Credit: U.S. Attorney’s Office information
Jessie Edward Winters, 39, was sentenced today to over 17 years for distributing child sexual abuse material through a mobile messaging application. U.S. District Court Judge Sharion Aycock sentenced Winters to 210 months in federal prison for the offense to be followed by 10 years of supervised release. Restitution to victims depicted in the materials will be determined at a later hearing.
The investigation began after the Department of Homeland Security received information from the National Center of Missing and Exploited Children that a mobile messaging application user was distributing images and videos of child sexual abuse material. Independently, the Oxford Police Department received similar information from the Internet Crimes Against Children Task Force. The agencies coordinated an investigation that revealed Winters used the application on his cell phone to engage with other users in a chat group in distributing and receiving the material. Winters possessed over 200 images and 200 videos, some involving prepubescent children.
“The distribution of child pornography is a particularly reprehensible crime, and the defendant deserves every minute of every day of this sentence,” said U.S. Attorney Clay Joyner. “This conviction and sentence highlight the combined efforts of our state and local partners with federal investigators and prosecutors to hold accountable those who take pleasure in the sexual abuse of children.”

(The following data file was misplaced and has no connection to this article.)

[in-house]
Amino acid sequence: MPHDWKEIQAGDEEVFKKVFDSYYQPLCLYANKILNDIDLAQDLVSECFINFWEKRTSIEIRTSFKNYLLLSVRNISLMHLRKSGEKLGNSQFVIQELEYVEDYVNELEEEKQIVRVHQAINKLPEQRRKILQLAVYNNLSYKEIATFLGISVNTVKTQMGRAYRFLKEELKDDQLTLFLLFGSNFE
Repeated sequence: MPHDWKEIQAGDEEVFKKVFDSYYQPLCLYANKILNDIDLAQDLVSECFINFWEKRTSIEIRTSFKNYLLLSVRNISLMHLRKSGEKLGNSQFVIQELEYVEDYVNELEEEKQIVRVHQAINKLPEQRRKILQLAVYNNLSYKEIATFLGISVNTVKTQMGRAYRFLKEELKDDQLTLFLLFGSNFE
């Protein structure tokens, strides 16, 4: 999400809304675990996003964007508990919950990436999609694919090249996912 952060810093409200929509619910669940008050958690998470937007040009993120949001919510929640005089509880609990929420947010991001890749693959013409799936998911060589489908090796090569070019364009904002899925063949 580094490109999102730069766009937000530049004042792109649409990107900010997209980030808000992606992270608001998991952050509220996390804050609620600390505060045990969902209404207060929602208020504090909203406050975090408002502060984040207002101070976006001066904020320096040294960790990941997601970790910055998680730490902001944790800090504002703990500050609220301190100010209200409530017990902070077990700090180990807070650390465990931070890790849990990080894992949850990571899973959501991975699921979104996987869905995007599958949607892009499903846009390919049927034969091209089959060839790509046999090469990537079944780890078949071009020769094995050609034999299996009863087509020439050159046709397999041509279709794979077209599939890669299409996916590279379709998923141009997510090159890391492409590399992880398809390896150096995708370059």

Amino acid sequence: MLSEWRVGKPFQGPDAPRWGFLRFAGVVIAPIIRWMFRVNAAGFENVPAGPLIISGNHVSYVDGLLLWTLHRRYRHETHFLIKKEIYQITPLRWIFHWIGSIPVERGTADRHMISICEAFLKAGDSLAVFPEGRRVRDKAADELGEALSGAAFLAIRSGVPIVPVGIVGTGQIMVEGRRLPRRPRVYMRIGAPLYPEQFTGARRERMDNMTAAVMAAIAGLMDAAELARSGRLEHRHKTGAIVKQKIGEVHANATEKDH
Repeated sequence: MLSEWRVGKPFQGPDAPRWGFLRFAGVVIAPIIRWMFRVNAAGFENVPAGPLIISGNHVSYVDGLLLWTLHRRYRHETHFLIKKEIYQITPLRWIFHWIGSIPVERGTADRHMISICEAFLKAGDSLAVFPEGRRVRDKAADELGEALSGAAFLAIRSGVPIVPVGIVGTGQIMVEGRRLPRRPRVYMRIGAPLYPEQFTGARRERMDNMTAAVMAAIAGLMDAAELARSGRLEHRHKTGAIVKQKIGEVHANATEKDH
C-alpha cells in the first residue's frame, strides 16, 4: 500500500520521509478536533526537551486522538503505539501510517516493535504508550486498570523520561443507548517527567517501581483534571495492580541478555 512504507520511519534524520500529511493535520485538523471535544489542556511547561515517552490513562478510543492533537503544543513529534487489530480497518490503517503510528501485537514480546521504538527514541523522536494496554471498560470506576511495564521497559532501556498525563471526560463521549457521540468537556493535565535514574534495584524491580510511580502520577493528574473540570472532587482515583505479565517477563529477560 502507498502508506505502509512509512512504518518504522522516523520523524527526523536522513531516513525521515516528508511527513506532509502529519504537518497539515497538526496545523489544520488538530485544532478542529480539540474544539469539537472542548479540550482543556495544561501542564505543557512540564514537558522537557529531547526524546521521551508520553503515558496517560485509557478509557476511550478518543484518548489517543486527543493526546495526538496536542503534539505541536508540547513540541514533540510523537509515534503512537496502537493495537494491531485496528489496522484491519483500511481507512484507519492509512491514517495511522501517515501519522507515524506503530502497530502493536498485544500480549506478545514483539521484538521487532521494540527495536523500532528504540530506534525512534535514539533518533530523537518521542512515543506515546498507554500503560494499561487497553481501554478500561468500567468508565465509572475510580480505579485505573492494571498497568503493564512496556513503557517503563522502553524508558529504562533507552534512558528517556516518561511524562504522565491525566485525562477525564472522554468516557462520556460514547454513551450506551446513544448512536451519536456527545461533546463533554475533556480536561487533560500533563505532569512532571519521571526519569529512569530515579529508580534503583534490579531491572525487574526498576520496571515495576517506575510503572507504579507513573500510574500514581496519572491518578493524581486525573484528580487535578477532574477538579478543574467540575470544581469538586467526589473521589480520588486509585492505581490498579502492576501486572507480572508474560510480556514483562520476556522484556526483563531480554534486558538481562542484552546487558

“This sentence sends a clear message that there are serious consequences for those who prey upon children. Winters will serve close to 20 years in federal prison for his heinous acts,” said HSI New Orleans Acting Special Agent in Charge Eric DeLaune. “HSI, with its unique international authorities, works tirelessly with our law enforcement partners to protect children from exploitation, here at home and around the world.”
The Department of Homeland Security and the Oxford Police Department investigated the case, with assistance from the DeSoto County Sheriff’s Department.
Assistant U.S. Attorney Julie Addison prosecuted the case.
This case involved the National Center for Missing and Exploited Children’s CyberTipline system and the Internet Crimes Against Children Task Force (ICAC). ICAC is a program bringing together all levels of law enforcement and the communities they serve to protect children on the Internet. The Mississippi ICAC Task Force includes local, state, and Federal law enforcement and is managed by the Mississippi Attorney General’s Office.
The prosecution was likewise brought as part of Project Safe Childhood, a nationwide initiative launched by the Department of Justice in May 2006 to combat the growing epidemic of child sexual exploitation and abuse. Led by U.S. Attorneys’ Offices and the Criminal Division’s Child Exploitation and Obscenity Section (CEOS), Project Safe Childhood marshals federal, state, and local resources to better locate, apprehend and prosecute individuals who exploit children via the Internet, and to identify and rescue victims. For more information about Project Safe Childhood, please visit www.projectsafechildhood.gov.